Redbrick Meets: Tom Walker | Redbrick | University of Birmingham

Redbrick Meets: Tom Walker

Kylie McCormick chats with Tom Walker about his recent EP and packed festival season

If you Google Tom Walker you find a myriad of people with different types of jobs. But, while it may be a common name, Tom Walker the musician is not your everyday, generic singer. Hailing from Manchester, the artist is hard to define, mixing in elements of rock, reggae, singer/songwriter and R&B into bluesy, understated tunes. Tom is a talent that defies definition. Playing all over the world this summer, I was able to catch up with Tom after his appearance at Barn On The Farm.

Your sound is super unique, with so many different genres finding their way in. Could you take me through the process of finding your voice and sound?

Tom: It definitely didn’t happen overnight. It’s taken years; ever since I was young my dad would play me all sorts of different music, from The Police and Ray Charles to Foo Fighters and DeadMau5, and loads of random aspects have stuck. I’ve been playing guitar since I was really young and played in a few bands so it’s all sort of come together in the last couple of years. I never realised I could sing until I was at uni and had to sing for one of my song writing assignments and my tutors were really impressed, I didn’t really think much of my voice before that. 

'Finding my sound has taken years, random aspects from different genres have stuck'

You’ve released a handful of things in the last month, with Blessings, ‘Just You and I’ and ‘Heartland’ coming out one after the other. What is your writing process like?

It varies massively for each track, depending on how I’m feeling, whom I’m writing with and where we’re writing. The best tracks have always just come to me without even trying. I wrote ‘Just You and I’ in my basement at like 2 a.m. when I was feeling really down and that’s the track that’s really blown up for me so far, so I guess you never know when a good song is going to come along.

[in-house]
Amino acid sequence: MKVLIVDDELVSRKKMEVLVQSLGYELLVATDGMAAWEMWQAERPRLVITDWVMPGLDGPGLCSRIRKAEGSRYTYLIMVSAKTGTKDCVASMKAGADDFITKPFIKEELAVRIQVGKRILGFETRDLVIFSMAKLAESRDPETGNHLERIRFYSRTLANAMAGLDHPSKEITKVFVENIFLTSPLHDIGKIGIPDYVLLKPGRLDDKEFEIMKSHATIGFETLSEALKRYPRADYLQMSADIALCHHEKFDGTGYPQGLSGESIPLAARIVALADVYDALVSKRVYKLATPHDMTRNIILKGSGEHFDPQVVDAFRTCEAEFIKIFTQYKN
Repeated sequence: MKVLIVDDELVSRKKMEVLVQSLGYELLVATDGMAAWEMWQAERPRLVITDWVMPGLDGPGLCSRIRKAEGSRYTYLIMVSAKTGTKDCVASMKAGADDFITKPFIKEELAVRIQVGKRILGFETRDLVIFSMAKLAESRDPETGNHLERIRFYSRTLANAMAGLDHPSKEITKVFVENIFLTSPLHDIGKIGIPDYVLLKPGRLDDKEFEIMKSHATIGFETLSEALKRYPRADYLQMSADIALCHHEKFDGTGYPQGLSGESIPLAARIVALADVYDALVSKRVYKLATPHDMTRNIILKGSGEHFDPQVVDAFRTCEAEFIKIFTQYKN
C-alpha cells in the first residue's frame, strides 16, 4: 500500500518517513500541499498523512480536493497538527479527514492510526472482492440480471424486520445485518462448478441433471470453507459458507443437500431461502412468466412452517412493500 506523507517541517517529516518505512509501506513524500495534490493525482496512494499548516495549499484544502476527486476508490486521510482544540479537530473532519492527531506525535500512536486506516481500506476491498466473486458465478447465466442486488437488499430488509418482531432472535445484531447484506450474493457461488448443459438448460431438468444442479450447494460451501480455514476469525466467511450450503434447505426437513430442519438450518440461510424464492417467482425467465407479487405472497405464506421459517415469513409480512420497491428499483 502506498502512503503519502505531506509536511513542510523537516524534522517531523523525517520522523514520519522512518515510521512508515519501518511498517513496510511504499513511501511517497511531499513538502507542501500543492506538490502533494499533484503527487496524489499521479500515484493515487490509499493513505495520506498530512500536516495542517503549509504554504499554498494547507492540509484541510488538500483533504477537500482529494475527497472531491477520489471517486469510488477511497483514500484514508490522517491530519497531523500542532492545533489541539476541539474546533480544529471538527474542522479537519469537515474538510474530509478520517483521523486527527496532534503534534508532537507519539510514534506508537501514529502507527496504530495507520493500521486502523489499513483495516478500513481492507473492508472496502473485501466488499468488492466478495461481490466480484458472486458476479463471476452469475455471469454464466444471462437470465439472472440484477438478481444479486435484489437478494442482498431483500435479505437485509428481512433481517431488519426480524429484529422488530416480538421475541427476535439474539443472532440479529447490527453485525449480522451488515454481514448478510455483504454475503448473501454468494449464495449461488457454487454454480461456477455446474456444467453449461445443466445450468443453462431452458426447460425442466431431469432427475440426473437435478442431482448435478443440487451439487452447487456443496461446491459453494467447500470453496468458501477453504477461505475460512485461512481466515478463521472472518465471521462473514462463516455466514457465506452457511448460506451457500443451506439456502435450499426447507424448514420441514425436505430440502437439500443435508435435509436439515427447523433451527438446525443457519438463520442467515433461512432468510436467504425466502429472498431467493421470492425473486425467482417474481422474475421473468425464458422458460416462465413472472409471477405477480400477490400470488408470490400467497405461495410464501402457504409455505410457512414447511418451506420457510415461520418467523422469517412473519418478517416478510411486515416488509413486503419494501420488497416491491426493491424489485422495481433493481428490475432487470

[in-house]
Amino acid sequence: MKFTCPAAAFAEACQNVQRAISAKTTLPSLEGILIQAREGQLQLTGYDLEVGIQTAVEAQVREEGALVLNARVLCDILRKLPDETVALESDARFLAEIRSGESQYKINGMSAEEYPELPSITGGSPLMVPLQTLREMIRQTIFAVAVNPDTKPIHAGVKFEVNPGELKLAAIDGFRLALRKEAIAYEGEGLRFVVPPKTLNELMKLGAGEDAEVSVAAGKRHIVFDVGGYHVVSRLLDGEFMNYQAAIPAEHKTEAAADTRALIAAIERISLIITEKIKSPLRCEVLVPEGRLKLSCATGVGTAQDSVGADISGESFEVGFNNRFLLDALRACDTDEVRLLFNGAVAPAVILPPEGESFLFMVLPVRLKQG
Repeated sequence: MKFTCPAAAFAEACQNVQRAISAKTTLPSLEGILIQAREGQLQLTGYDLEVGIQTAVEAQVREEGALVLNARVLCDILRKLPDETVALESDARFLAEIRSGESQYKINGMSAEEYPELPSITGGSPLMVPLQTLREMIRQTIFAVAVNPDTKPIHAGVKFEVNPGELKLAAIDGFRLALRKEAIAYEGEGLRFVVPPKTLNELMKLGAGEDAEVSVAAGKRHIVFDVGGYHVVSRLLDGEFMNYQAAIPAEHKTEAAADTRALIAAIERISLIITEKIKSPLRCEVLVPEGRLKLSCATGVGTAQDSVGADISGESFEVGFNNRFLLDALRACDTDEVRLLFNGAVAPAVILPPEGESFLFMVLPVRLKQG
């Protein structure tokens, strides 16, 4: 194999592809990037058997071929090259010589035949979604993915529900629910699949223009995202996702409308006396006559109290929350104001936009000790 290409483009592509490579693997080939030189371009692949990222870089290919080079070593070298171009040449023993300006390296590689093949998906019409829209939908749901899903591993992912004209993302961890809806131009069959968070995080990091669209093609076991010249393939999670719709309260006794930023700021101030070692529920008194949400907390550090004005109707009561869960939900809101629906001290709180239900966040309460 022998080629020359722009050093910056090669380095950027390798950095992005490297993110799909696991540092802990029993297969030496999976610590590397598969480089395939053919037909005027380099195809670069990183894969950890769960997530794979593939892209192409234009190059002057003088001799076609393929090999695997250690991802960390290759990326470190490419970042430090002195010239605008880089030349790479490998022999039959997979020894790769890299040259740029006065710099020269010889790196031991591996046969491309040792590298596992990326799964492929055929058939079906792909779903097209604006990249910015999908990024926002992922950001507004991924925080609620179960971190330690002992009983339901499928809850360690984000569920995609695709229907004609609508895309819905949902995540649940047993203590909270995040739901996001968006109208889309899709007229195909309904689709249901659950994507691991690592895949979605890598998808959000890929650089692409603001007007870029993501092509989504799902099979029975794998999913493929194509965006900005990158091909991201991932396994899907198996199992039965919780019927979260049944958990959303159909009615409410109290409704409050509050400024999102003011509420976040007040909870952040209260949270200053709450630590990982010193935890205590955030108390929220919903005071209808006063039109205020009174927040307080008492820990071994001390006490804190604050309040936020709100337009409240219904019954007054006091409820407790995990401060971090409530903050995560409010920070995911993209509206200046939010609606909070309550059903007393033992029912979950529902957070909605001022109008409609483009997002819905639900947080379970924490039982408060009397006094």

I loved hearing all the fans sing along with the new stuff. How has the reaction been to the recent releases?

I can’t even put it into words, it’s totally amazing! To hear from fans across the world and their different stories about how my music has affected their life is so surreal, I don’t think I’ll ever get used to that. I’m starting to get recognised more and more and still can’t get my head around it. To be able to do what I love and it affect people in such away is something I know I’m really lucky to be able to do.

Summer is always a fun season for artists. Any highlights so far?

We’ve only just started and I’ve played something like 40 shows already across 30 cities (don’t quote me on that). To play at Glastonbury was obviously a dream come true and also having the chance to support an artist like George Ezra is a massive honour. There’s so much that’s gone on I really can’t pick a highlight at the moment, and it’s still very much going on now, so maybe if things get a little quieter I’ll have some headspace to reflect on the whole experience properly. 

'Glastonbury was obviously a dream come true, I know I'm really lucky to be able to do what I love'

With all the festivals you’re playing this summer, how do you craft a festival gig? Any different from a normal show?

Honestly, I just hope the songs I enjoy playing are the ones the fans love hearing, even at Barn On The Farm fans were singing back to me so hopefully I did something right. I think there’s still some tweaking to do set-wise before we hit the nail on the head for a festival set but I’m always overly critical of myself anyway. If the audience go away happy then I suppose I’ve done a good job.

 

Music contributor from Los Angeles. PhD in Music Festivals and Identity. (@kyliemccormick)



Published

10th July 2017 at 11:00 am



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